Johanna Wilkie

Johanna Wilkie (Breaking the Wall of Silence in Windhoek): Johanna lived and worked in Rome, Italy for two years teaching English as a Second Language (ESL). After her return to hometown of Boston, she taught immigrants and college students ESL for two years before moving to Los Angeles to work as a program manager at a California non-profit. At the time of her fellowship, Johanna was studying for a Masters degree in international affairs and development at Georgetown University, and working toward a Certificate in Refugees and Humanitarian Emergencies. She also interned at the International Rescue Committee as an Africa Advocacy Intern.



Breaking the Wall of Silence and National Reconciliation

14 Aug

Namibia never went through a formal process of national reconciliation after independence, as South Africa did with its Truth and Reconciliation Commission.  As part of its vision to be a consistent voice for the dignity of Namibian ex-detainees of the liberation movement and the development of a more open and tolerant society in Namibia, BWS considers formal national reconciliation to be one of its main goals.  Its approach is as follows:

National reconciliation is an imminent forerunner and prerequisite of unity, peace, stability and democracy.  BWS believes that the following steps are essential for conflict resolution leading to effective national reconciliation:

1.     Truth and honesty about events/causes leading to the conflict

2.     Admission of wrong-doing and showing of remorse by perpetrators

3.     Apology

4.     Acceptance of apology on the part of the victim

5.     Analysis and assessment of the impact these human rights abuses have on victims/survivors and families of the missing persons for effective intervention and remedy

BWS wants to see ruling party SWAPO begin these steps in regards to the ex-detainees from the liberation struggle.  (If you haven’t read my previous post on the historical background of BWS’s foundingyou might want to now).  As of this point, SWAPO leadership has never admitted wrong-doing in its abuse and torture of the detainees, let alone the fact that many of the victims were entirely innocent.  However, it is getting closer.  Just yesterday, this story appeared on the front page of the Namibian, announcing that the Ministry of Veterans’ Affairs will consider ex-detainees from SWAPO’s spy crisis to potentially be eligible for war veteran status.  The Minister, Ngarikutuke Tjiriange, made a garbled statement about the detainees, saying that SWAPO did have suspected spies, and “In the process, you may have arrested people who you suspected, but who may not have been as active (as initially thought).  So the answer is easy.  If someone was not convicted of any offence, but was caught in the crossfire, they will be associated with the struggle.  They will be treated as a veteran.”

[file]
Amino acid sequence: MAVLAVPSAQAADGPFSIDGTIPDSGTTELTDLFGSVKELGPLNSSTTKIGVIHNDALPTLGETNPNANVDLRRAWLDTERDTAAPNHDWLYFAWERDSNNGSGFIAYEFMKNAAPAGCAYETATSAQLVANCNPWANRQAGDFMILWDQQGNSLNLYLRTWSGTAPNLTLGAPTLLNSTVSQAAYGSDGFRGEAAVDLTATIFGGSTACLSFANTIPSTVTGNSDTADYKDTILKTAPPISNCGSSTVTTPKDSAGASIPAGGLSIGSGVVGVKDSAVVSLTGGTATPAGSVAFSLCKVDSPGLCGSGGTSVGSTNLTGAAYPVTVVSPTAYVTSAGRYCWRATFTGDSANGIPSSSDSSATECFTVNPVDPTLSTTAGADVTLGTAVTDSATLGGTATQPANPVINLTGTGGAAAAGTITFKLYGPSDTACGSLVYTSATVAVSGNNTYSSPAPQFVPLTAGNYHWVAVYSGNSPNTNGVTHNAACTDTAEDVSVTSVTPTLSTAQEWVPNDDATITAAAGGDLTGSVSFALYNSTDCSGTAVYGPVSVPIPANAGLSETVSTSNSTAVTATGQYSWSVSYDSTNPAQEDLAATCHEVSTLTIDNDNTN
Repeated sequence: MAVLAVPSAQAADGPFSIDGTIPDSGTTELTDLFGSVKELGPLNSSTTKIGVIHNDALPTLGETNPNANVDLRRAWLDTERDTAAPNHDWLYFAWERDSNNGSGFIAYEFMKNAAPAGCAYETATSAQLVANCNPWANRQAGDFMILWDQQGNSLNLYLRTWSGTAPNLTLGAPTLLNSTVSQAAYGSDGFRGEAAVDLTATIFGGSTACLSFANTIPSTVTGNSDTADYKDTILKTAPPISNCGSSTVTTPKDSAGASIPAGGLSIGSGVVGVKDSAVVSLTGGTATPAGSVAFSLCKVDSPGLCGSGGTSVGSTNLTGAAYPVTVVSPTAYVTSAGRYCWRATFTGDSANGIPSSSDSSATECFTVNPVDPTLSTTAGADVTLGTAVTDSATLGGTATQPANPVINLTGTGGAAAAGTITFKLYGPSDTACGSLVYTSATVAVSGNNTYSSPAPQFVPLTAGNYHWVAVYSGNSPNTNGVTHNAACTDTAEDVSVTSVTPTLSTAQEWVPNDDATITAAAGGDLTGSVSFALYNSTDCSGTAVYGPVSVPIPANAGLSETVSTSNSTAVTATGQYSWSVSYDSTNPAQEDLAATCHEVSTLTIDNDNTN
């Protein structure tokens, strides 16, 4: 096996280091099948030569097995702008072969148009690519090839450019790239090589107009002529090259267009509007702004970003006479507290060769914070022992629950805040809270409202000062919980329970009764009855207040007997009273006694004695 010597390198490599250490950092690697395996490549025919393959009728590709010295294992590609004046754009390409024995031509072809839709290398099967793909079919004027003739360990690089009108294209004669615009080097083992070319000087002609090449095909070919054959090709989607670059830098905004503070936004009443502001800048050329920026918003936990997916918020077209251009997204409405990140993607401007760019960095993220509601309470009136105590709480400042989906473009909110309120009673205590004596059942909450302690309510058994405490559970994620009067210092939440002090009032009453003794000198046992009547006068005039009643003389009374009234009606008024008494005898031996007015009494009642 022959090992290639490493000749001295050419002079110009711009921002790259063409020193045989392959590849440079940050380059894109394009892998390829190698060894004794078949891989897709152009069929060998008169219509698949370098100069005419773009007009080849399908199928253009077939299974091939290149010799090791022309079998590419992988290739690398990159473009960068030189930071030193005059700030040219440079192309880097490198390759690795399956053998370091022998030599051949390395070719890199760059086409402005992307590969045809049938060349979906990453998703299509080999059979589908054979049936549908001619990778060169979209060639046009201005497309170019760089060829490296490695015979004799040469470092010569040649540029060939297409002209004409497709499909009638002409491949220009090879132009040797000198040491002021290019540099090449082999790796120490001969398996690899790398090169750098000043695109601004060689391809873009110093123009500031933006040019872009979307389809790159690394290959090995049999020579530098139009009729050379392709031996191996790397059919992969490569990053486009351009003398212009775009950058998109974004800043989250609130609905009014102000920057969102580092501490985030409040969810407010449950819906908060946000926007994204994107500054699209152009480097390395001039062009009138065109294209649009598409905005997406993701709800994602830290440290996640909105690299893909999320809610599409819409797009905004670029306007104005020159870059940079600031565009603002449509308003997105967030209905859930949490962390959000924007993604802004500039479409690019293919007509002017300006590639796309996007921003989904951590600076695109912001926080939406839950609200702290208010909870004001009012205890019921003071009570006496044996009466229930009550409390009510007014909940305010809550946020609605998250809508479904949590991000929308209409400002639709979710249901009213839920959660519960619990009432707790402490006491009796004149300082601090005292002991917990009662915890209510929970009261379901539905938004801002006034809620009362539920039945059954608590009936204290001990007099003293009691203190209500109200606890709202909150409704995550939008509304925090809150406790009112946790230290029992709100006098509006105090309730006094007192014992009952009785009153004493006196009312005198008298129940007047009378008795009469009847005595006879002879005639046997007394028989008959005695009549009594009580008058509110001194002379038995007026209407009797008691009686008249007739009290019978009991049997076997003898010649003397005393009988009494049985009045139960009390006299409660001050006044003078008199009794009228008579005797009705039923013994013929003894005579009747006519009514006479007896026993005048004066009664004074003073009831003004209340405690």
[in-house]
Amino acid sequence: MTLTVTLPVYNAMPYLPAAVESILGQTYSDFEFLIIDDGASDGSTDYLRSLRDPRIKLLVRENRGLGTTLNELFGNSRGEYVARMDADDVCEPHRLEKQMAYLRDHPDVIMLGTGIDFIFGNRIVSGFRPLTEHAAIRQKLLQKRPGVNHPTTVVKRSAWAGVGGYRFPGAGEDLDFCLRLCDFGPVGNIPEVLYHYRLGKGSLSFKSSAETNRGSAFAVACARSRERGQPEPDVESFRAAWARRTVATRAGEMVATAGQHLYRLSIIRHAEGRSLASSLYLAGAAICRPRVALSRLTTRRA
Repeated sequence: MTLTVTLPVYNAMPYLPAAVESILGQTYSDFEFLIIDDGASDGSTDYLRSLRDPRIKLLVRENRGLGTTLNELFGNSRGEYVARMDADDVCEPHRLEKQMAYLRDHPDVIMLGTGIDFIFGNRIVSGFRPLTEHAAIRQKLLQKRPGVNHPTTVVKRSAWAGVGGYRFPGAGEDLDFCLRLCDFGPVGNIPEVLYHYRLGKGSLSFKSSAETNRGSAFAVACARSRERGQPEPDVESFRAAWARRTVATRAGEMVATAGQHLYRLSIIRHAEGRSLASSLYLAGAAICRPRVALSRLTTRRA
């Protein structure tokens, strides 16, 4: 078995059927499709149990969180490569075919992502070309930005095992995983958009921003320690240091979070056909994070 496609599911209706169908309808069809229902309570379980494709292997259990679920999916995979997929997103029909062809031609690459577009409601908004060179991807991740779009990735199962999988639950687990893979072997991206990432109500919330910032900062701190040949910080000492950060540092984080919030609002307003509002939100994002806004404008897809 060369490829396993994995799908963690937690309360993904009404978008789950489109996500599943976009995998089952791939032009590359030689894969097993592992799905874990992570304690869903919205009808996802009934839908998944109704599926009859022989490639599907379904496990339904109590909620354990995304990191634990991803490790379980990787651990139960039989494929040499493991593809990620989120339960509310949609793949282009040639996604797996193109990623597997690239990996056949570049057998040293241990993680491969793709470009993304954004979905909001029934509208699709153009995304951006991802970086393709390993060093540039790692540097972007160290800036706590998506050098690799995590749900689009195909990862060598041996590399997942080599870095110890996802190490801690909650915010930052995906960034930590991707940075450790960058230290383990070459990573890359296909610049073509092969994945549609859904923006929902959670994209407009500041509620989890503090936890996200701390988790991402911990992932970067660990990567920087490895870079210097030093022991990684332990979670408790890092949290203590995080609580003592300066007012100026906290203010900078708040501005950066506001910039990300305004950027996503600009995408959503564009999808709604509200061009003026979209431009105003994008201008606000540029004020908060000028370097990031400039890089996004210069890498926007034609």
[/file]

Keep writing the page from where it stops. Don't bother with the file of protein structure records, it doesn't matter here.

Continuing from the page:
To encourage SWAPO to begin the steps toward true reconciliation, BWS lobbies SWAPO party officials, Parliamentarians and other politicians; conducts a public relations campaign through the national media; and works to get the word out internationally through partnerships with international organizations.  BWS has also conducted a painstaking campaign to record the testimonies of all ex-detainees or their families, and to reach out to Namibians in all regions to ensure they know about the detentions.

A few weeks ago I interviewed Samson Ndeikwila, who was one of the founders of BWS and also its first chairperson.  I asked him what he thought were the most significant achievements of the organization, and also its importance to Namibia.  He spoke eloquently about the need for national reconciliation and BWS’s part in that:

httpv://www.youtube.com/watch?v=Qzppm9fdXI4

Later I asked him whether he thought national reconciliation would actually happen, whether SWAPO would ever admit what it had done, and he said, “It will be resolved but I don’t know when.  I hope in my lifetime.”  I hope so too.

Posted By Johanna Wilkie

Posted Aug 14th, 2009

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